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We’ve worked from home, we’ve worked hybrid. Could we work less?

A four-day working week could be the next step in the transformation of the workplace. But are businesses ready? 

We’ve worked from home, we’ve worked hybrid. Could we work less?

A four-day working week could be the next step in the transformation of the workplace. But are businesses ready?

The standard working week has not changed in almost a century — are businesses ready to make the leap? Douglas Mulvihill, marketing manager, UK&I of call centre software provider Ringover, analyzes how a four-day week might work.

The UK is trialling shorter weeks

In January 2022, the 4 Day Week Campaign launched a pilot scheme to test a four-day working week for six months. From June to December 2022, 30 UK companies taking part in the project will have to maintain the same level of productivity while working one day less per week.

But other countries, such as Iceland, Spain and New Zealand, are trialling a shorter working week. And many large businesses are already putting it into practice. Unilever, for example, started a test in New Zealand at the start of 2021.

Same work, more play

A four-day week aims to create a new way of working to improve business productivity and work-life balance and boost employee wellbeing.
It could also help to reduce carbon emissions and in sick days. Early adopters of the working pattern could also attract fresh talent and retain their existing employees.

For many organizations, achieving the same level of production in less time may seem impossible. However, the concept is already producing promising results. Iceland’s test of reducing the national working week from 40 hours to 35 for one percent of the population was a resounding success. Now, 86 percent of Iceland’s employees work on contracts that have shortened their hours or given them the option to do so in the future.

Is it worth it?

While it’s unlikely we’ll be seeing mass adoption of the concept any time soon, businesses considering shortening their working hours need to think about how they can achieve their business goals in less time.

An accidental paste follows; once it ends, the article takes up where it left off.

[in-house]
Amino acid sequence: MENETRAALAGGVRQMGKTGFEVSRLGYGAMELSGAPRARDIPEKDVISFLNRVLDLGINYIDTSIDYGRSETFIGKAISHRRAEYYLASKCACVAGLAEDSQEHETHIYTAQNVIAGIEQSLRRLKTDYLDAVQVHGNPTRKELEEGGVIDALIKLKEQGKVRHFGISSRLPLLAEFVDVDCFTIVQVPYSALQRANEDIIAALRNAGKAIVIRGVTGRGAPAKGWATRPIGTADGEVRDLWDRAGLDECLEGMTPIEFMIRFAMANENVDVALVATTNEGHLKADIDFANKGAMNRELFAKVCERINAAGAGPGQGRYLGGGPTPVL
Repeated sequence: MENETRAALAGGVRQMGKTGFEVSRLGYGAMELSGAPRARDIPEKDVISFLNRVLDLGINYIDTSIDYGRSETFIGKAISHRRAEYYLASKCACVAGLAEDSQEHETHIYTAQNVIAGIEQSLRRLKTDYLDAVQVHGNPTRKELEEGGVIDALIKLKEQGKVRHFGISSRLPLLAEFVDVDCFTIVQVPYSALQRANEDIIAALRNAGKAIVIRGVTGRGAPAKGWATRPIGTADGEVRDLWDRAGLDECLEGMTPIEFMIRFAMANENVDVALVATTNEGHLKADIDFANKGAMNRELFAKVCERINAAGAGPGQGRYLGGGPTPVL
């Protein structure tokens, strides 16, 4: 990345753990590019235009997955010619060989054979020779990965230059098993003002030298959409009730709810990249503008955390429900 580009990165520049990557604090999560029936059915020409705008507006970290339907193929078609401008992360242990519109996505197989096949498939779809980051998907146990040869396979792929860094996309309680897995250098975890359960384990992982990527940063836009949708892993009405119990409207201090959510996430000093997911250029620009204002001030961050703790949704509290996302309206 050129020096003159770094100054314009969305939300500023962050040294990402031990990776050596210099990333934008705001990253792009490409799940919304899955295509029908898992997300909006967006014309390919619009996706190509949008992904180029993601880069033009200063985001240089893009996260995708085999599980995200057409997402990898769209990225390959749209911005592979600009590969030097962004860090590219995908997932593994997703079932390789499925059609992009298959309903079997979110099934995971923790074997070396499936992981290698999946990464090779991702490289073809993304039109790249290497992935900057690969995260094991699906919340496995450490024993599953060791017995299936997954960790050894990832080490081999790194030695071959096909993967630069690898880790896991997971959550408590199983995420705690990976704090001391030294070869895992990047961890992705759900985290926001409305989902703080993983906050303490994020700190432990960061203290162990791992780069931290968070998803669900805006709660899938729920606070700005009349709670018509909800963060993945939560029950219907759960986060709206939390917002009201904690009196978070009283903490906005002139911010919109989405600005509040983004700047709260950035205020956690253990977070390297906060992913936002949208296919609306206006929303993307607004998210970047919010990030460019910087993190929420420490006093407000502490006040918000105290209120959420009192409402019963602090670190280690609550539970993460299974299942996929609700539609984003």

Customer expectations may make working for less time challenging. Consumers are demanding an “always-on” approach, where they can seek advice and receive quality customer service in an instant. If workers simply aren’t working, how can they meet expectations?

Strike the balance

To decrease their operating hours, companies should invest in technology that measures worker efficiency and makes their tasks easier. That includes using the right communication tools to foster a more productive working environment. Call monitoring software may help companies that rely heavily on external calls, such as contact centres or recruiters.

Call monitoring software isn’t necessarily intrusive. Keeping a record of employee achievements helps build a vital benchmarking system. According to your best agents’ KPIs, you can quickly establish concrete objectives for the other agents and use them as a benchmark for recruits. That means employees have clear, realistic targets to guide them through their new working week.

Whether the four-day week will truly take off in the UK remains uncertain, but previous data is promising. If businesses embrace a shorter working week, they’ll need to ensure they have a firm grip on all business activity.

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